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Discussion Starter · #1 ·
I'm going to be leaving home in about a week, and I'll be gone for 1-2 months. I live in an area that goes well below freezing during winter, so keeping the furnace going while I'm gone will be important. I'm going to shut off the water and drain the pipes before I leave, but I still don't really want the house to freeze while I'm gone.

I've lived in this house for about 9 years, and I've never changed the ignitor on the furnace. So it's at least that old. It has always worked fine. It's a hot surface ignitor, I'm not sure exactly what style, but I think it's a Carrier furnace. I have a brand new ignitor on hand just in case mine goes out. But now I'm thinking, should I just change it out before I leave? Seems like a no-brainer to just put it in before I leave. But my only fear is that just maybe my new ignitor is a dud and will fail shortly after I put it in, once I'm away from home. Does that happen often?
 

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Discussion Starter · #3 ·
Model number?

If you can measure the current of the HSI, it would tell you if it's getting a bit weaker. It's very accurate when you have a baseline. You should write it down if you do change it.

The ignitor can be cheap enough. Same with the capacitor for the blower motor if it has one.

However, if it starts up without fuss every time, I wouldn't worry too much. You can record a video and post it to YouTube then link it here. It will let us listen to the startup, and maybe hear anything going on.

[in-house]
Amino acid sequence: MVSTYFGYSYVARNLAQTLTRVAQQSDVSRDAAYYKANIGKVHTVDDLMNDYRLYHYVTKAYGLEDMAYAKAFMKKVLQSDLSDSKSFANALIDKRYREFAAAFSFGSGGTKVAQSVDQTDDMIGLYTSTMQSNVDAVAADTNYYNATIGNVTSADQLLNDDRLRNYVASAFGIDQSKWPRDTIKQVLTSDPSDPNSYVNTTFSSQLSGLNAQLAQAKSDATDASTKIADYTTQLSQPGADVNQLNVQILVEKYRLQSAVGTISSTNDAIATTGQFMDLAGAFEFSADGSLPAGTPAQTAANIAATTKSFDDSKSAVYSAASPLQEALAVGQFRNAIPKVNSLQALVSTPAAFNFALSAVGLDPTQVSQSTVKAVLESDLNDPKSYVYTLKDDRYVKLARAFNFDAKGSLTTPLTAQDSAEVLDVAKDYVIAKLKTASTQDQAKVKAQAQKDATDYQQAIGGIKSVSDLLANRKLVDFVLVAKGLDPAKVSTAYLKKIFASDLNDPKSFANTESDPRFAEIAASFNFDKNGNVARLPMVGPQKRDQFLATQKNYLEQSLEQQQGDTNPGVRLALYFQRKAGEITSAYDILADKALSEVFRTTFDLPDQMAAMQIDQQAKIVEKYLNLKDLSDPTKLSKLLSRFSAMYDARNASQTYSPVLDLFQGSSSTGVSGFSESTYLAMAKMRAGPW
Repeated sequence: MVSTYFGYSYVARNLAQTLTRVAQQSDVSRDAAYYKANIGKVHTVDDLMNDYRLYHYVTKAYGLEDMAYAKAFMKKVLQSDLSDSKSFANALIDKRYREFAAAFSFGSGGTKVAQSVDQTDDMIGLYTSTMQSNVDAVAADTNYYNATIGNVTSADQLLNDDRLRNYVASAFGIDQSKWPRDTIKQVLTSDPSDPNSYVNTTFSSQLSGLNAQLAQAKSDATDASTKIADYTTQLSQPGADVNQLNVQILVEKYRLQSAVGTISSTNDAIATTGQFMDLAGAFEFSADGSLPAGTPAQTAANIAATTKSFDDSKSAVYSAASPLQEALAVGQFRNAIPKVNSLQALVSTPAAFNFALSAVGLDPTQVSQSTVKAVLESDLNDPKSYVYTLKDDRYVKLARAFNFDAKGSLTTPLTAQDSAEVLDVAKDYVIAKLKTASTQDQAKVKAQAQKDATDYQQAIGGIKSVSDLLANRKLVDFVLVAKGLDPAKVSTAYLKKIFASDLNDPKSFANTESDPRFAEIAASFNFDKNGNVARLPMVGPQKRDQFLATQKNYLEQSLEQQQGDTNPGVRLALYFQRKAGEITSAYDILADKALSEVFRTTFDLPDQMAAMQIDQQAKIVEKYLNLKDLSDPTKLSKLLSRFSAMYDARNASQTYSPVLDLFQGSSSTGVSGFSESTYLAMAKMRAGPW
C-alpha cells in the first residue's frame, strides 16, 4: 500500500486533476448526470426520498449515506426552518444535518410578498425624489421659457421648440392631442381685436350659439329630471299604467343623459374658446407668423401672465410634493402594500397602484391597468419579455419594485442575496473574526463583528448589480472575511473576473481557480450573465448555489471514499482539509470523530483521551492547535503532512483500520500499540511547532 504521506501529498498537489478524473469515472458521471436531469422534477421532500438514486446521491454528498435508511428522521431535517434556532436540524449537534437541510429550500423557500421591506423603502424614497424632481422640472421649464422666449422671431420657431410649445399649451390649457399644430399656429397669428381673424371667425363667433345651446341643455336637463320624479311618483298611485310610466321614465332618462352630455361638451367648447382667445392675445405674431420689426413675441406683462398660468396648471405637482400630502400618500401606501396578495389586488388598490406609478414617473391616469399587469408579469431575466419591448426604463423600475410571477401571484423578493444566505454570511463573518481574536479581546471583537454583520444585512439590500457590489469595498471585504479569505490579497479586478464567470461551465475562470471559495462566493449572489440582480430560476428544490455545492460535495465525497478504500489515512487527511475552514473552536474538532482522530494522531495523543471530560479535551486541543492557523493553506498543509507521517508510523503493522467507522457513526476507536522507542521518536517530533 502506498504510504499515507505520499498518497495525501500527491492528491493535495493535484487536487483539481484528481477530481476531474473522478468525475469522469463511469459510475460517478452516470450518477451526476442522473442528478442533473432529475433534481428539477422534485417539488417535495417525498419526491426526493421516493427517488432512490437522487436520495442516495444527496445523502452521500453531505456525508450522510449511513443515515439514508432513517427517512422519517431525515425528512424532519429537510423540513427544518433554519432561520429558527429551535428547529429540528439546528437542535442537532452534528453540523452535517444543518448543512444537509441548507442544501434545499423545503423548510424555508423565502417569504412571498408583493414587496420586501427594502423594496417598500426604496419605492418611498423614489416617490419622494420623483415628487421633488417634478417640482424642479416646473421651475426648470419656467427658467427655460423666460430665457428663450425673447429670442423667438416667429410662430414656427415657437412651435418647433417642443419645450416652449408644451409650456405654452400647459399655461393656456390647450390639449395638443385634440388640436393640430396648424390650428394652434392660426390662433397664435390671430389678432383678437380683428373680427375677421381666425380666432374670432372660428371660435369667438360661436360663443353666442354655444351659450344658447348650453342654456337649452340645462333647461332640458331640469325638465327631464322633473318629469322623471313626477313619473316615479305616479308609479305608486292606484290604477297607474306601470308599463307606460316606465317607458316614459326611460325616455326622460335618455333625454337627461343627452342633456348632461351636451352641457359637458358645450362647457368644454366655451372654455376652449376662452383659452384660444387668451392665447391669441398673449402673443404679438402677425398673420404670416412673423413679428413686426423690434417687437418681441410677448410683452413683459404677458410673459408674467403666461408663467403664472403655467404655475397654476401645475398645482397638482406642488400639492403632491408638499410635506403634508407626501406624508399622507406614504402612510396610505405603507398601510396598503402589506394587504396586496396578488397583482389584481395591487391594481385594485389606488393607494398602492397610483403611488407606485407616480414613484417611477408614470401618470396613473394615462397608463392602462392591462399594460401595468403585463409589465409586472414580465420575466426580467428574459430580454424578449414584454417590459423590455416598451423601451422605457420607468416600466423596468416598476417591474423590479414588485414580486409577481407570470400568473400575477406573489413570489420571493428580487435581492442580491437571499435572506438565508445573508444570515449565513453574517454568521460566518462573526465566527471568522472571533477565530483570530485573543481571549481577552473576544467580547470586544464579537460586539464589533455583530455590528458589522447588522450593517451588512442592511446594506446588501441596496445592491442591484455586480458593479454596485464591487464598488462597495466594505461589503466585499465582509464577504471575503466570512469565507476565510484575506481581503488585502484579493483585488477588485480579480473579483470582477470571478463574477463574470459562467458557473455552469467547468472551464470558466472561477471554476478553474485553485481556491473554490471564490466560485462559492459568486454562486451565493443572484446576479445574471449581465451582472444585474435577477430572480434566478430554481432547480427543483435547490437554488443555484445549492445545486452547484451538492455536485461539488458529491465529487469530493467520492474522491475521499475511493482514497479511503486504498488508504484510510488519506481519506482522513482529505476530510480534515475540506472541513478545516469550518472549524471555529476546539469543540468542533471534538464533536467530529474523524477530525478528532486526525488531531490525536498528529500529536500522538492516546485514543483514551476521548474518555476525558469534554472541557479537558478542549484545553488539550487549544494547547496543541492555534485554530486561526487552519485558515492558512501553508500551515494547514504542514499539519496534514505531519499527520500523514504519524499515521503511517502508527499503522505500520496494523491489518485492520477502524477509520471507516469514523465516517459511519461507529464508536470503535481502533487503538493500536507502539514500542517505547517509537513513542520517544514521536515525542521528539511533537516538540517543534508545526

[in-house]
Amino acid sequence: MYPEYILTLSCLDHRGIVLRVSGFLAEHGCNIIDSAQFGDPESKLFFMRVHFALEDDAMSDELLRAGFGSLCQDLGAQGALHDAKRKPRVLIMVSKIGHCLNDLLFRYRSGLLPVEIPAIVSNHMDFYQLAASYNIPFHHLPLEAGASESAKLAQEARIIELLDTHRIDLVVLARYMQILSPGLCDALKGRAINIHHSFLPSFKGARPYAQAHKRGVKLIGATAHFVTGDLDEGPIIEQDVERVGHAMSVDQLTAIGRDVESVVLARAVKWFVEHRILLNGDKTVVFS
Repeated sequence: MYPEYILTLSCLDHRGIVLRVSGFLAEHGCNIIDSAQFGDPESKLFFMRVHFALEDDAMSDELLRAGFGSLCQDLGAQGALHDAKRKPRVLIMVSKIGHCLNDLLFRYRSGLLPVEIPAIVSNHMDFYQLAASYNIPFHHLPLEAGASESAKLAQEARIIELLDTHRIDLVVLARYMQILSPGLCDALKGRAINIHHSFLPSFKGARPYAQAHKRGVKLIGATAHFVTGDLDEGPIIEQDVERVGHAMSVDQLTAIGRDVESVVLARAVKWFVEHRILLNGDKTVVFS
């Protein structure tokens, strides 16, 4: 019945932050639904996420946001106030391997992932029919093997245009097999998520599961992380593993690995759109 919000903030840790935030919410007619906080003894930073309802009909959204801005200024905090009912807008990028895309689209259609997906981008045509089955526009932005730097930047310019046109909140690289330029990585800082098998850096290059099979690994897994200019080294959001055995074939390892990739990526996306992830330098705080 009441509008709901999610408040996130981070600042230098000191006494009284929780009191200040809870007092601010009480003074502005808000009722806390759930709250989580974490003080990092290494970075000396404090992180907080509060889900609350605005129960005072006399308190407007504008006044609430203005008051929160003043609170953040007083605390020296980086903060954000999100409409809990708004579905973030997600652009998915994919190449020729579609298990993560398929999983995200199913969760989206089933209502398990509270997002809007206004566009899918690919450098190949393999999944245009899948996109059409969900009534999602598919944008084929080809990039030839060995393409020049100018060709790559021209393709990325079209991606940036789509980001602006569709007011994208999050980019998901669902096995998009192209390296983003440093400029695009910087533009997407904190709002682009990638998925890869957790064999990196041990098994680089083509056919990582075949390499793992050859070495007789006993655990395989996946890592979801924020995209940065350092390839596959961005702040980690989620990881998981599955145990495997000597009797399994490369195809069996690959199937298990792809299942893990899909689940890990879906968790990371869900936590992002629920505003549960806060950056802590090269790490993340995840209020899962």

Yeah the new ignitor was only $20. And after getting over 9 years out of this last one, I have absolutely zero qualms about changing out a $20 ignitor before it really had to be replaced just to give myself some piece of mind. I don't think I have an amp clamp to measure the high amperage of the ignitor.

Actually I guess it's a Payne Furnace, but basically same as a cheap Carrier apparently.

It's a Payne PG8MAA036070AAJA
The ignitor is a LH33ZS004

Good idea on the startup video. I might do that.
 

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Discussion Starter · #5 ·
I see 331930-751 for the ignitor. It's not so cheap. While your at it, replace or clean the flame sensor, which is cheap. LH680534

PS. Carrier owns Payne.
I looked up photos of the 331930-751, my ignitor does not look like that. This is what my ignitor looks like, and the spare I got was made by Robertshaw and it was actually a little less than $20.

I cleaned the burners, flame sensor, and vaccumed all the dust out of the furnace about a year and a half ago, so I'm good there.

Rectangle Cable Font Auto part Fashion accessory
 

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Discussion Starter · #7 ·
Get an internet-connected thermostat (e.g. ecobee) and check it every day?
Yeah I have that, and I will. But I'm going to be across the country, in a vehicle, so about all I would be able to do is watch my house freeze in real time, and debate whether I should drive 30 hours home or not to deal with it. And I really don't want to try to coordinate getting a repair man to the house when I'm out of the state.
 

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Discussion Starter · #12 ·
Those igniters can be very fragile, it's best to not replace unless you have a reason.
Are you saying because of the potential to damage the new one installing it? Is it that common for a brand new one to fail quickly due to mishandling or being defective out of the box?